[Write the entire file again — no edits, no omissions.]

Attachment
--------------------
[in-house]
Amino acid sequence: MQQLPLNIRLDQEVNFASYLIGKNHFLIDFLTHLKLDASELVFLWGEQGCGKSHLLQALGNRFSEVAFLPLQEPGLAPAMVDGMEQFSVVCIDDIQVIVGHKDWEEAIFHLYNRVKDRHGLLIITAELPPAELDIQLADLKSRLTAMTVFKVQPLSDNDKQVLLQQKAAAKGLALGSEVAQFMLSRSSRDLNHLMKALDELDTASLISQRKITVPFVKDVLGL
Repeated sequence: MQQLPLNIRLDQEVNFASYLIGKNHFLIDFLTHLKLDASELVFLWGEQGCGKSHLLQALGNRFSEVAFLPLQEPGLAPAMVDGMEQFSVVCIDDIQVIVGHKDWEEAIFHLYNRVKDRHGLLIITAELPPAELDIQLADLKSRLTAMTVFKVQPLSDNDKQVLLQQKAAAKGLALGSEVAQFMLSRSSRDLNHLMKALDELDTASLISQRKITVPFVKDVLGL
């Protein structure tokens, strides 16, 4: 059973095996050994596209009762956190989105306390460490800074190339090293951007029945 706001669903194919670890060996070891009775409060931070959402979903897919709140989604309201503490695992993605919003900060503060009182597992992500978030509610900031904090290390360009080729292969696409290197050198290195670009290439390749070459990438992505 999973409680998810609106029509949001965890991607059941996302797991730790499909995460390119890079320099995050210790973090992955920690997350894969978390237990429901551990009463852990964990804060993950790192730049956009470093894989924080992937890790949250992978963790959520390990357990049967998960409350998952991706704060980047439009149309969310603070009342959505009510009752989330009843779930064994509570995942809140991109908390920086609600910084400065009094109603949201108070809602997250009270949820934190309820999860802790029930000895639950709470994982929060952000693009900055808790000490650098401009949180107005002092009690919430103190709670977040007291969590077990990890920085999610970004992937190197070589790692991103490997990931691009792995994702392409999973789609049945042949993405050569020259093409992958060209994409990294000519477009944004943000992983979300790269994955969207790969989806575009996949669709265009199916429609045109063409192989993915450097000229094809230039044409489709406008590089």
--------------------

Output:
[in-house]
Amino acid sequence: MQQLPLNIRLDQEVNFASYLIGKNHFLIDFLTHLKLDASELVFLWGEQGCGKSHLLQALGNRFSEVAFLPLQEPGLAPAMVDGMEQFSVVCIDDIQVIVGHKDWEEAIFHLYNRVKDRHGLLIITAELPPAELDIQLADLKSRLTAMTVFKVQPLSDNDKQVLLQQKAAAKGLALGSEVAQFMLSRSSRDLNHLMKALDELDTASLISQRKITVPFVKDVLGL
Repeated sequence: MQQLPLNIRLDQEVNFASYLIGKNHFLIDFLTHLKLDASELVFLWGEQGCGKSHLLQALGNRFSEVAFLPLQEPGLAPAMVDGMEQFSVVCIDDIQVIVGHKDWEEAIFHLYNRVKDRHGLLIITAELPPAELDIQLADLKSRLTAMTVFKVQPLSDNDKQVLLQQKAAAKGLALGSEVAQFMLSRSSRDLNHLMKALDELDTASLISQRKITVPFVKDVLGL
């Protein structure tokens, strides 16, 4: 059973095996050994596209009762956190989105306390460490800074190339090293951007029945 706001669903194919670890060996070891009775409060931070959402979903897919709140989604309201503490695992993605919003900060503060009182597992992500978030509610900031904090290390360009080729292969696409290197050198290195670009290439390749070459990438992505 999973409680998810609106029509949001965890991607059941996302797991730790499909995460390119890079320099995050210790973090992955920690997350894969978390237990429901551990009463852990964990804060993950790192730049956009470093894989924080992937890790949250992978963790959520390990357990049967998960409350998952991706704060980047439009149309969310603070009342959505009510009752989330009843779930064994509570995942809140991109908390920086609600910084400065009094109603949201108070809602997250009270949820934190309820999860802790029930000895639950709470994982929060952000693009900055808790000490650098401009949180107005002092009690919430103190709670977040007291969590077990990890920085999610970004992937190197070589790692991103490997990931691009792995994702392409999973789609049945042949993405050569020259093409992958060209994409990294000519477009944004943000992983979300790269994955969207790969989806575009996949669709265009199916429609045109063409192989993915450097000229094809230039044409489709406008590089």